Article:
The Flyers, meanwhile, were in a much more precarious situation. Already without captain and former Hart Trophy winner Chris Pronger for much of the season, they are without defenseman Andrej Meszaros for at least a couple more weeks as he recovers from back surgery, and forward James van Riemsdyk (foot) is likewise at least a couple weeks away. Defenseman Nicklas Grossmann, who signed a new deal with the Flyers after being acquired from Dallas before the trade deadline, is day-to-day but should be in the lineup.
Most troublesome is the absence of forward Danny Briere, whose hit at the hands of Joe Vitale sparked the ugly brawl between the two teams. Briere, who is out indefinitely, has proven to be a key playoff leader and contributor. When the Flyers went to the Cup finals in 2010, Briere was outstanding with a league-best 30 points. If he cannot go in this series, it puts the Flyers at a distinct disadvantage, even if Briere has struggled at times during the regular season with just 49 points in 70 games.
3. The Fireworks: Never mind the off-ice stuff, these teams can light it up, as their standings atop the league's offensive categories suggest, and that firepower isn't focused on one or two players on each side. Both teams can roll three potent scoring units and both teams have skilled personnel who can grind it out or score off the rush.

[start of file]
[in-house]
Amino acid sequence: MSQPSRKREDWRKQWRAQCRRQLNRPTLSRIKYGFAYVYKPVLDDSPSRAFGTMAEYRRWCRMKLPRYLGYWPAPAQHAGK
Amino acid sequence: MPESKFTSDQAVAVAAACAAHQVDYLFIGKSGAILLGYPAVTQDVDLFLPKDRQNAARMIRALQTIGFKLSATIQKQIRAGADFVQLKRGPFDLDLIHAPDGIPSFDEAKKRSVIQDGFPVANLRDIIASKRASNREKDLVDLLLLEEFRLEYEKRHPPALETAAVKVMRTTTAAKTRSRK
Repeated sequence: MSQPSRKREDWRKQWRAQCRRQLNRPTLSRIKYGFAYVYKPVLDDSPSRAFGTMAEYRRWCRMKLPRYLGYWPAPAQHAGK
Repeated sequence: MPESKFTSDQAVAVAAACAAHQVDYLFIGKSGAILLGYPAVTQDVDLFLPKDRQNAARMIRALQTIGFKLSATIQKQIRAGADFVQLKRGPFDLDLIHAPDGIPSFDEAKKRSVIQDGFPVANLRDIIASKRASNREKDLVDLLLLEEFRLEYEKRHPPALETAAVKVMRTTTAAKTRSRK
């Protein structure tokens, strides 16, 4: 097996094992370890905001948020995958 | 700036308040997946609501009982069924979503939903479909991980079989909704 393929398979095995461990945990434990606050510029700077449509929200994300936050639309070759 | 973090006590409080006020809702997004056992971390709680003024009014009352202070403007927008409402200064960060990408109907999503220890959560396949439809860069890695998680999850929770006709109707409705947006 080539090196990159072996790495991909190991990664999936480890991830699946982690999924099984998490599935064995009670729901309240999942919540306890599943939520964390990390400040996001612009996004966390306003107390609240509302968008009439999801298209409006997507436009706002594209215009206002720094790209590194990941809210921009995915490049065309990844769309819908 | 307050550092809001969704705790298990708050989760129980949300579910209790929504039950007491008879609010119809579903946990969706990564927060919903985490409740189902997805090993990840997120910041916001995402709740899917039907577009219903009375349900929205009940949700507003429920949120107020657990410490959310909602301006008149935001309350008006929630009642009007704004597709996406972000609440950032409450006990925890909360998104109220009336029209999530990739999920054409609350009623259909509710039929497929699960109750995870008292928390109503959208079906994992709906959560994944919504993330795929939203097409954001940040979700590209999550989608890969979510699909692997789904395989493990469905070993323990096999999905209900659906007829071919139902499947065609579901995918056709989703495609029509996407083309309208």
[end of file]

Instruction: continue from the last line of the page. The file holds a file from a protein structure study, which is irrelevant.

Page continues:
The Flyers boasted four 20-goal scorers, two former Penguins, Jaromir Jagr and Maxime Talbot, at 19 and one at 18. They are led by Claude Giroux, who posted the best offensive numbers of any Flyers player in a dozen years.
The Pens, meanwhile, have five 20-goal men (with Malkin and Neal in the 40s) and renaissance man Matt Cooke at 19. Pascal Dupuis, a regular on Crosby's line, ended the season with a league-best 17-game point streak. Since Feb. 21, the Penguins have been averaging more than four goals per game.
"I think our depth at scoring has been better than some people have anticipated," Penguins GM Ray Shero told ESPN.com.
The Flyers and Penguins rank fourth and fifth respectively on the power play, which suggests a tremendous amount of pressure will be brought to bear on the respective blue lines and goaltending.
4. The Fine Line: The Flyers took by far the most minor penalties in the NHL this season, which suggests a team that plays as close to the edge as possible. Guys such as Scott Hartnell, having a career year with 37 goals, and Wayne Simmonds, who has likewise exceeded career totals with 28, spend a lot of time mucking about near opposing creases. Their task will be to make life miserable for Pittsburgh netminder Marc-Andre Fleury without taking penalties. In general, the Flyers will tread a fine line between agitation and (to steal a page from Toronto Maple Leafs GM Brian Burke) truculence and giving the Pens' potent power play room to move.
"Their big guys don't like to be touched," a scout said of the Penguins. "You can get in their heads a little bit."
Another executive said he thinks the Flyers represent the most difficult challenge in the conference for the powerful Penguins.
"They have confidence [against the Penguins]," he said.
The Flyers can afford to play on the edge because they possess the maturity to stay in games. They have compiled a 20-22-4 record when the opposing team scores first and have come from behind to secure wins against the Penguins this season. The Flyers managed to score first in just eight of 32 games since Feb. 1.